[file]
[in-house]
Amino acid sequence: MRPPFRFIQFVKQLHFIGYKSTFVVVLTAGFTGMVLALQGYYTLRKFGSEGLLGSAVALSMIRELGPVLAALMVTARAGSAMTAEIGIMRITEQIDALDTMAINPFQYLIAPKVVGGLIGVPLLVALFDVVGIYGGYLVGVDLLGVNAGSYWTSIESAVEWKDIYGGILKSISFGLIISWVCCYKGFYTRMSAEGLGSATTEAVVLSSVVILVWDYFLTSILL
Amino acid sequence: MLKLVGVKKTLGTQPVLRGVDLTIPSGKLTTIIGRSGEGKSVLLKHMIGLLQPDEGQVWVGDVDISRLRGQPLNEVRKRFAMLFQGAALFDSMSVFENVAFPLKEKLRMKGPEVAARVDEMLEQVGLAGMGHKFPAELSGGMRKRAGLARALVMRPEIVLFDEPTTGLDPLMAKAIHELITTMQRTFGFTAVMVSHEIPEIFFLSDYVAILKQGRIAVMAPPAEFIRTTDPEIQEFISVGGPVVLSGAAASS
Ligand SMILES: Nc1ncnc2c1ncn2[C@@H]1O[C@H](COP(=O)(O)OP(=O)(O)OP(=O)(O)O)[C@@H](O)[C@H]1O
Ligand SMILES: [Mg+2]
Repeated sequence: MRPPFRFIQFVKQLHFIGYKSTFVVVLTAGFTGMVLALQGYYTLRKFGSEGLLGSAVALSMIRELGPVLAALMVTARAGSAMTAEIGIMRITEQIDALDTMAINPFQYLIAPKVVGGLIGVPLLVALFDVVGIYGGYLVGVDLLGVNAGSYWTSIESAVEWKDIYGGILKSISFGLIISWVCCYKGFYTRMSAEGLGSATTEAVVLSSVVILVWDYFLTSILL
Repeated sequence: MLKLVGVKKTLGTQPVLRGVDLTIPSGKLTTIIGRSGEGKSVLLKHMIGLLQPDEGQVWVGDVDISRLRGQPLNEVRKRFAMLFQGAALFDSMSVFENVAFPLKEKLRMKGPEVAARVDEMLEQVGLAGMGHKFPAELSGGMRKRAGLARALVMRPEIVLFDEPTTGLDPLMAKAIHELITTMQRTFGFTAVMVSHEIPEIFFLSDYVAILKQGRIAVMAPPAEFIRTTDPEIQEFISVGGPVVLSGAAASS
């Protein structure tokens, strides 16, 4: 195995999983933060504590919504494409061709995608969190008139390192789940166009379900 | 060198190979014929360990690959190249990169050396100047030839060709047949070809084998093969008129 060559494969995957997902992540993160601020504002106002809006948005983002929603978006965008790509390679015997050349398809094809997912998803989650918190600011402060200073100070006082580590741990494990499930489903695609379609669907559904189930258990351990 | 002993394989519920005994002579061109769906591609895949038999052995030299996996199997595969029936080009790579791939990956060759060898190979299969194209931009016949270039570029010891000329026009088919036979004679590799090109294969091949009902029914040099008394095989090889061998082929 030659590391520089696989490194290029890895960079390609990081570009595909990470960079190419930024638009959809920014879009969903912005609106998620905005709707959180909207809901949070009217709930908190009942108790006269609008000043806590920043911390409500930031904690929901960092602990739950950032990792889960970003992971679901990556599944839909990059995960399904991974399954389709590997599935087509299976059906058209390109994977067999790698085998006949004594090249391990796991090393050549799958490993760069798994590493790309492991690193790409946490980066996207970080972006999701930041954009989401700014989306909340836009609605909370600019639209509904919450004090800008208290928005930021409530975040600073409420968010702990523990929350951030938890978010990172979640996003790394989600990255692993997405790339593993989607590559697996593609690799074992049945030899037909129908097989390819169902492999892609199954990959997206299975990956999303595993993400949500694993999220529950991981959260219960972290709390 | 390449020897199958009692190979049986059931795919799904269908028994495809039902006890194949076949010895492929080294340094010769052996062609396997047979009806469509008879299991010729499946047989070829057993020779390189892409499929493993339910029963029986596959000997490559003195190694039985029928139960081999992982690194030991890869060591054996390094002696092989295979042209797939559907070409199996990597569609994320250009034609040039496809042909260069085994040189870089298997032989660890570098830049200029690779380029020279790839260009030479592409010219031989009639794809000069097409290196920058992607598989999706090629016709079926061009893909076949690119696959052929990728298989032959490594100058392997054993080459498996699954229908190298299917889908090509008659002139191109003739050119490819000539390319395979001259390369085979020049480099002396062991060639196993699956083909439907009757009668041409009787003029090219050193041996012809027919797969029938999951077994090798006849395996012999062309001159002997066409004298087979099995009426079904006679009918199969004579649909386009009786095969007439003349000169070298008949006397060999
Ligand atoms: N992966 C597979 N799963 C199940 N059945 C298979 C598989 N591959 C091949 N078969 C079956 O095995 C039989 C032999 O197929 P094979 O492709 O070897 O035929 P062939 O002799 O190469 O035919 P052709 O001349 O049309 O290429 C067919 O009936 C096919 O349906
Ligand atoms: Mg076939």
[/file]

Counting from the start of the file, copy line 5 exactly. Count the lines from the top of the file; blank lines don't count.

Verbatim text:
Ligand SMILES: [Mg+2]